The American Enterprise Institute's Arthur Brooks is one of conservatism's smartest and most effective ambassadors. Hailing from a progressive enclave and neither looking or sounding "the part," Brooks has devoted years to the passionate pursuit of conveying liberty-minded arguments to left-leaning audiences -- speaking their language, while advancing our ideas. In his newly-released Ted Talk, Brooks discusses the miraculous impact of the free enterprise system on global poverty, arguing that economic freedom is not just morally defensible, but morally imperative. His tone and lexicon differs from the standard Righty fare so often served up on television and in stump speeches, and that's by design. His aim is persuasion. He's an ideological missionary, proselytizing to the hostile and the skeptical, not offering agreed-upon tropes to the converted. As you watch, be on the lookout for an insightful quote from a surprising source:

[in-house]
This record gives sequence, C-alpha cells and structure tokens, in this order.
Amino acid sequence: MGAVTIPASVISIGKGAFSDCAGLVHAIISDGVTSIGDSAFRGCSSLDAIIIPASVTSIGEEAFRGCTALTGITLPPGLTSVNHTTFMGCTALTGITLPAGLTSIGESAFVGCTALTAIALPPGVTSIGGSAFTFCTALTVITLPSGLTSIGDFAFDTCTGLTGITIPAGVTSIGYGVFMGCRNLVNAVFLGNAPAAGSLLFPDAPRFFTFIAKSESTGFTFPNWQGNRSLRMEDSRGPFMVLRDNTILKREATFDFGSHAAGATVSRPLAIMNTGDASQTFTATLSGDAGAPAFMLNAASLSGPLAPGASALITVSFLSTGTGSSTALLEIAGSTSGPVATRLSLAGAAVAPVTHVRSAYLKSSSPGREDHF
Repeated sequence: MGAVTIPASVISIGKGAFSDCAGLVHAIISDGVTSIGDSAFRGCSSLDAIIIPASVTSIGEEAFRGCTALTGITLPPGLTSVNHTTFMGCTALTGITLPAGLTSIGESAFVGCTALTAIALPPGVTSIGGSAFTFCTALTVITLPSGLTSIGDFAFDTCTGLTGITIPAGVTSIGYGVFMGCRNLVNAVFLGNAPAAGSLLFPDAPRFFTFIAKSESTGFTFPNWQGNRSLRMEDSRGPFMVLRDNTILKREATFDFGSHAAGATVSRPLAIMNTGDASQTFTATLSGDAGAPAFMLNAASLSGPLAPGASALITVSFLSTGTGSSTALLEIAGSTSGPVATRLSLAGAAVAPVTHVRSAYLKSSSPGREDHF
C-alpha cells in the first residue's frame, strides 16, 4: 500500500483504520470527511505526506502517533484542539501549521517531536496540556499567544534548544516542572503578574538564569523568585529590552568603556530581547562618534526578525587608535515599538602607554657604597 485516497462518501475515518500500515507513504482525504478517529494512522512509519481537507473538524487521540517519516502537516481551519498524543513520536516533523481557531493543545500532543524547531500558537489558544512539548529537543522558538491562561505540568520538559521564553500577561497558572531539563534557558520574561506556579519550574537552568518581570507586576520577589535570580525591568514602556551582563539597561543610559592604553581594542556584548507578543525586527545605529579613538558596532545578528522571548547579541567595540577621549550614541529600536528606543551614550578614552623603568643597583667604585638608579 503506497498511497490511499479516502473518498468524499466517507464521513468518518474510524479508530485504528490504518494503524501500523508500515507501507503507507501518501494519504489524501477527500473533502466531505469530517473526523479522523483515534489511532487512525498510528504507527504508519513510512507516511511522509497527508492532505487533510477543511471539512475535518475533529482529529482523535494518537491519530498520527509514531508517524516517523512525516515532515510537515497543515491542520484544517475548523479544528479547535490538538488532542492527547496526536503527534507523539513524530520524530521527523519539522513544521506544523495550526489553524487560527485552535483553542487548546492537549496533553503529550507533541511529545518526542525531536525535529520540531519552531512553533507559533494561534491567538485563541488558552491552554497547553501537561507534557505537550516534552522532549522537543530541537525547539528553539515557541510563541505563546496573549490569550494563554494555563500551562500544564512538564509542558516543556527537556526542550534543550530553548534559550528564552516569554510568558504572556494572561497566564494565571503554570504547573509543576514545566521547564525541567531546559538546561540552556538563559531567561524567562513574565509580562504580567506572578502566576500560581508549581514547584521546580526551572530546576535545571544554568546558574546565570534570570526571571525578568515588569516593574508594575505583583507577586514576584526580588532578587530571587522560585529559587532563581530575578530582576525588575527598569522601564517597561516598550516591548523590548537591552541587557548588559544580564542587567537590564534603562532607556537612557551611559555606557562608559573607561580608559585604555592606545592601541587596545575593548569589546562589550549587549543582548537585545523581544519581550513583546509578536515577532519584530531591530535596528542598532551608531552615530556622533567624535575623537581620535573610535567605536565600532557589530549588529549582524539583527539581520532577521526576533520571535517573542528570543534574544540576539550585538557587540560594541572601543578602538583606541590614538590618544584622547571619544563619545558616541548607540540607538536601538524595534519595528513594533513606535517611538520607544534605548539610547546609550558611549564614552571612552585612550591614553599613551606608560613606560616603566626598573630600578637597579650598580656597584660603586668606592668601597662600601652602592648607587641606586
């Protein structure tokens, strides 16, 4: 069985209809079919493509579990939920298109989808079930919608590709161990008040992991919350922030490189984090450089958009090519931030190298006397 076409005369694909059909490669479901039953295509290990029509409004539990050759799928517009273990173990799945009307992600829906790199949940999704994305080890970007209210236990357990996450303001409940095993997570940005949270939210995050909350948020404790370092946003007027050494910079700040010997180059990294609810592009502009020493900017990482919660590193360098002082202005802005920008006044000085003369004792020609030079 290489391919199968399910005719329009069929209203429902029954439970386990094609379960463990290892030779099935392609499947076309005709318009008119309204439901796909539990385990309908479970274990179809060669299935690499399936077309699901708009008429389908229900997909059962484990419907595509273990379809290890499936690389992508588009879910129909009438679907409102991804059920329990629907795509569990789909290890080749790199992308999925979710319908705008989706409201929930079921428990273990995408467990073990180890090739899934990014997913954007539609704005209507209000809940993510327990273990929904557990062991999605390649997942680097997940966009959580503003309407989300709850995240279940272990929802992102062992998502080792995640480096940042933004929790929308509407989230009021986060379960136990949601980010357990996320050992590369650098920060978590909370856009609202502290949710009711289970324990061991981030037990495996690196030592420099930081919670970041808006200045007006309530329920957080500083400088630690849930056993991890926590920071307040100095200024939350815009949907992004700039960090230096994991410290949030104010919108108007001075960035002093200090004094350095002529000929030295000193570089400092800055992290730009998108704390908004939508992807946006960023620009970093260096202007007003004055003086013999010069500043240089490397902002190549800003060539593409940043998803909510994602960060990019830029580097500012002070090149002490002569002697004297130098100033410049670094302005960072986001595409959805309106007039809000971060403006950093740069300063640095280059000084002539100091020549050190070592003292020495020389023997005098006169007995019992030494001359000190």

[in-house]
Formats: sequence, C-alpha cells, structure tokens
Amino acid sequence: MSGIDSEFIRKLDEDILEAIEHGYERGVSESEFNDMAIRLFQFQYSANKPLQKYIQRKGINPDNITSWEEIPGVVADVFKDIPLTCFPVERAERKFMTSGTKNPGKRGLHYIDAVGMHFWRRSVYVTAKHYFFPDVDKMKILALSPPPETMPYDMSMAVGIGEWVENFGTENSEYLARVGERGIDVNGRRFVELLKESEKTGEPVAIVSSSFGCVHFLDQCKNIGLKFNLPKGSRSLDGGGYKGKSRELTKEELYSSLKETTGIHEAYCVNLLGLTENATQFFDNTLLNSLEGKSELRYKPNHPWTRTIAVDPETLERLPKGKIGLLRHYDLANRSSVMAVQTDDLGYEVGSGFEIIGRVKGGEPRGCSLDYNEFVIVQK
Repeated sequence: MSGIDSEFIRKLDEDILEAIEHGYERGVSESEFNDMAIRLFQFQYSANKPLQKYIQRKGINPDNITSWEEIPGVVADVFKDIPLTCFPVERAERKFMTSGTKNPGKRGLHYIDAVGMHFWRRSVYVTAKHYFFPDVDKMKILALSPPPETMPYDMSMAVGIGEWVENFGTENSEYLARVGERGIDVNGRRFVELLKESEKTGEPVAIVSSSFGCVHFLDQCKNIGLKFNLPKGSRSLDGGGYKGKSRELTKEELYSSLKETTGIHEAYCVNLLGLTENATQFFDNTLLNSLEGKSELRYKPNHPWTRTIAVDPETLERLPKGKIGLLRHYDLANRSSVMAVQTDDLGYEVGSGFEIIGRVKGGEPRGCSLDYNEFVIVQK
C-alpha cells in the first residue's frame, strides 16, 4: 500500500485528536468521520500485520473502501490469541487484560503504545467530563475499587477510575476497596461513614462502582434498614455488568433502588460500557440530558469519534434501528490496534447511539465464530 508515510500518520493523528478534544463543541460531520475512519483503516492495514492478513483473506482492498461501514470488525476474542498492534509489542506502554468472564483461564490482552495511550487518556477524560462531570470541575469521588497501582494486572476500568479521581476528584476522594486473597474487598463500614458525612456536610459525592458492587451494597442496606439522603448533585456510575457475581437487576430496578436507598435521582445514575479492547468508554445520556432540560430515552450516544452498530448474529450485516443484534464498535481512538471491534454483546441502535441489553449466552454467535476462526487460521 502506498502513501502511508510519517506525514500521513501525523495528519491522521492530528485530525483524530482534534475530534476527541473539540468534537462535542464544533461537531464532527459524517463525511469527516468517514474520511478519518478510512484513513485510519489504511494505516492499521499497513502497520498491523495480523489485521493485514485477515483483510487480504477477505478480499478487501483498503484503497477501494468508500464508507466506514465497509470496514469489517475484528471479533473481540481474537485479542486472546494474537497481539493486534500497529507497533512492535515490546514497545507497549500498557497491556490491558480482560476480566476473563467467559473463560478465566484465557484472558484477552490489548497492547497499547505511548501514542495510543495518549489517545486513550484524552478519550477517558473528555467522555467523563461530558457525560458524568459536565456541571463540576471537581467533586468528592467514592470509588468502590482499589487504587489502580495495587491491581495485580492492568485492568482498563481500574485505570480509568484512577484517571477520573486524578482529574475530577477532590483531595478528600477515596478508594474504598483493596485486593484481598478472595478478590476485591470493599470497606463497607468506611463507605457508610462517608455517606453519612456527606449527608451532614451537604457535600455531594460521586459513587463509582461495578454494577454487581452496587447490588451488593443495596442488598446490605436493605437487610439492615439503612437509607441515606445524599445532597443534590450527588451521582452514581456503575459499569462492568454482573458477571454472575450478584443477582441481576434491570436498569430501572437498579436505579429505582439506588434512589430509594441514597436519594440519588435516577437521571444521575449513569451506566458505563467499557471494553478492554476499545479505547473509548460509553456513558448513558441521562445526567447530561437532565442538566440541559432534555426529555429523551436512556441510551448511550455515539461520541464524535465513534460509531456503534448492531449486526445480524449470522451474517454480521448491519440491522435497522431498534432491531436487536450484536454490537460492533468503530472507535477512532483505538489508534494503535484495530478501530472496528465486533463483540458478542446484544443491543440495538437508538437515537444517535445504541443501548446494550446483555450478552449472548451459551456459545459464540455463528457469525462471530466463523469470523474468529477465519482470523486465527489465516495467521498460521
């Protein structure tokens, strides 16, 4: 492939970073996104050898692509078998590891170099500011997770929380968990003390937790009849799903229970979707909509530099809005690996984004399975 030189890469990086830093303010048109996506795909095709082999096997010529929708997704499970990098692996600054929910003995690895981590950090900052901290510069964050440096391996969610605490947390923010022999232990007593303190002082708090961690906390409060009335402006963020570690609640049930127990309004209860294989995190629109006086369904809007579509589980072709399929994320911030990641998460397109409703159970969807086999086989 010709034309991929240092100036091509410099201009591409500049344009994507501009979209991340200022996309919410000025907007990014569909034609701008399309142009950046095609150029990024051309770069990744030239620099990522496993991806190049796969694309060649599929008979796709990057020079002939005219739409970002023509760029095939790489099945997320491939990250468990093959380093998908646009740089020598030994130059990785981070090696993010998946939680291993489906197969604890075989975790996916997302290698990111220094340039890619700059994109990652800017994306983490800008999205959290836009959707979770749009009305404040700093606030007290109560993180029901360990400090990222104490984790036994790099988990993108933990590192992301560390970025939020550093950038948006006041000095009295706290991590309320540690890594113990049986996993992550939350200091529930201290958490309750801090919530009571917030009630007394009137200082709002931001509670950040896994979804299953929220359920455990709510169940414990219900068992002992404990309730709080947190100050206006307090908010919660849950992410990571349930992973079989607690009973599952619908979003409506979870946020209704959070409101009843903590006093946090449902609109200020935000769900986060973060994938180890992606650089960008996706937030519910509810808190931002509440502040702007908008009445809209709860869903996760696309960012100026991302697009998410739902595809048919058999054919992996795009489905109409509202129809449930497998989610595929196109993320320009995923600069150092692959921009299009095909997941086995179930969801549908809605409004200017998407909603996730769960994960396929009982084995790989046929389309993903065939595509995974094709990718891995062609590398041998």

Brooks mentions Jonathan Haidt's work, which I'd recommend looking into. His findings about how liberals and conservatives think and process moral questions proved...inconvenient to many of his fellow liberals. Brooks also echoes a theme Mary Katharine Ham and I emphasized in End of Discussion: The toxicity of reflexive motive-impugning in today's hyper-polarized political climate.